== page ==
Priority Mail Rate (USD $7.95) Stamp
Details to be announced soon
Priority Mail Rate Pre-Stamped Envelope
Not yet confirmed
On January 24, 2021, in St. Augustine, FL, the United States Postal Service® will issue the Castillo de San Marcos Priority Mail® stamp in one design, in a pressure-sensitive adhesive (PSA) pane of four stamps (Item 121300). This stamp will go on sale nationwide January 24, 2021, and must not be sold or canceled before the first-day-of-issue.
The latest Priority Mail stamp celebrates the oldest masonry fortification in the United States, the Castillo de San Marcos, in St. Augustine, Florida. The stamp art features a digital illustration of the fortress based on a contemporary photograph. With a view toward the northeast corner of the fortress, the artwork captures it in the golden glow of sunrise over Matanzas Bay. Art director Greg Breeding designed the stamp with art created by Dan Cosgrove.
Availability to Post Offices:
Item 121300, $7.95 Castillo de San Marcos Priority Mail PSA Pane of Four Stamps
Stamp Fulfillment Services will not make an automatic push distribution to Post Offices. Post Offices may begin ordering stamps before the first-day-of-issue through SFS Web at sfsweb.usps.gov.
How to Order the First-Day-of-Issue Postmark
Customers have 120 days to obtain the first-day-of-issue postmark by mail. They may purchase new stamps at their local Post Office™ or at The Postal Store® website at usps.com/shop. They must affix the stamps to envelopes of their choice, address the envelopes (to themselves or others), and place them in a larger envelope addressed to:
FDOI – Castillo de San Marcos Stamp
USPS Stamp Fulfillment Services
8300 NE Underground Drive, Suite 300
Kansas City, MO 64144-9900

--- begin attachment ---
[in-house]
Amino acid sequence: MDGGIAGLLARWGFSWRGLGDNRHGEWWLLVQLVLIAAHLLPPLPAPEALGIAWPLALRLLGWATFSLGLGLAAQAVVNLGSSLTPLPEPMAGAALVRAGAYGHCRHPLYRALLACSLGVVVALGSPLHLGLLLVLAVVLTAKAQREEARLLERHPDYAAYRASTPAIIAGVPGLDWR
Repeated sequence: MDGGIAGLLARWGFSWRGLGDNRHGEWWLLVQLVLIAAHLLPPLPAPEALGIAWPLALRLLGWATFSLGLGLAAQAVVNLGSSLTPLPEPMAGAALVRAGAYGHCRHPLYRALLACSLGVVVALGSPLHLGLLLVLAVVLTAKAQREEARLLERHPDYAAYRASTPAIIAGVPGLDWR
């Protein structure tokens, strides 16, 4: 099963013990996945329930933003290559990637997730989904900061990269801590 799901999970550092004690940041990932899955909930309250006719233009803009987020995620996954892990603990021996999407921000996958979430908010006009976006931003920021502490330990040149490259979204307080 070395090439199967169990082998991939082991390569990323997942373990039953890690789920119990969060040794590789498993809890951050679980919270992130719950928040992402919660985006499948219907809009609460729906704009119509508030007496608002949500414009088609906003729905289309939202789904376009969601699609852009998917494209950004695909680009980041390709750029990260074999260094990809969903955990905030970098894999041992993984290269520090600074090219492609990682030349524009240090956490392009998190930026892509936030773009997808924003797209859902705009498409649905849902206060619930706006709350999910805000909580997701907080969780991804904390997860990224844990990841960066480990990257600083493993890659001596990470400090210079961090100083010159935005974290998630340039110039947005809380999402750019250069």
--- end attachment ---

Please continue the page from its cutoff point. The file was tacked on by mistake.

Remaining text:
After applying the first-day-of-issue postmark, the Postal Service™ will return the envelopes through the mail. There is no charge for the postmark up to a quantity of 50. There is a 5-cent charge for each additional postmark over 50. All orders must be postmarked by May 24, 2021.
How to Order First-Day Covers
The Postal Service also offers first-day covers for new stamp issues and Postal Service stationery items postmarked with the official first-day-of-issue cancellation. Each item has an individual catalog number and is offered in the USA Philatelic catalog and online at usps.com/shop. Customers may register to receive a free USA Philatelic catalog online at usps.com/philatelic.
Locally produced items are not authorized. Only merchandise that has been approved and assigned an item number by Headquarters Retail Marketing may be produced and sold.
Technical details for the Castillo de San Marcos stamp will appear in a future edition of the Postal Bulletin.
— Stamp Services, Marketing, 12-31-20
According to the Virtual Stamp Club regarding the Priority Mail Flat Rate Envelope utilizing this design:
“Nothing has been announced, but if past practice holds, a stamped flat-rate envelopes featuring the same design as the new Priority Mail stamp will be issued for this rate on Sunday, January 24, 2021, the date the rate goes into effect. There will not be a first day ceremony and in-person cancellations will be hard to obtain.”
Castillo de San Marcos
The Castillo de San Marcos (Spanish for “St. Mark’s Castle”) is the oldest masonry fort in the continental United States; it is located on the western shore of Matanzas Bay in the city of St. Augustine, Florida. The Castillo was designed by the Spanish engineer Ignacio Daza, with construction beginning in 1672, 107 years after the city’s founding by Spanish Admiral and conquistador Pedro Menéndez de Avilés, when Florida was part of the Spanish Empire. The fort’s construction was ordered by Governor Francisco de la Guerra y de la Vega after a raid by the English privateer Robert Searles in 1668 that destroyed much of St. Augustine and damaged the existing wooden fort. Work proceeded under the administration of Guerra’s successor, Manuel de Cendoya in 1671, and the first coquina stones were laid in 1672. The construction of the core of the current fortress was completed in 1695, though it would undergo many alterations and renovations over the centuries.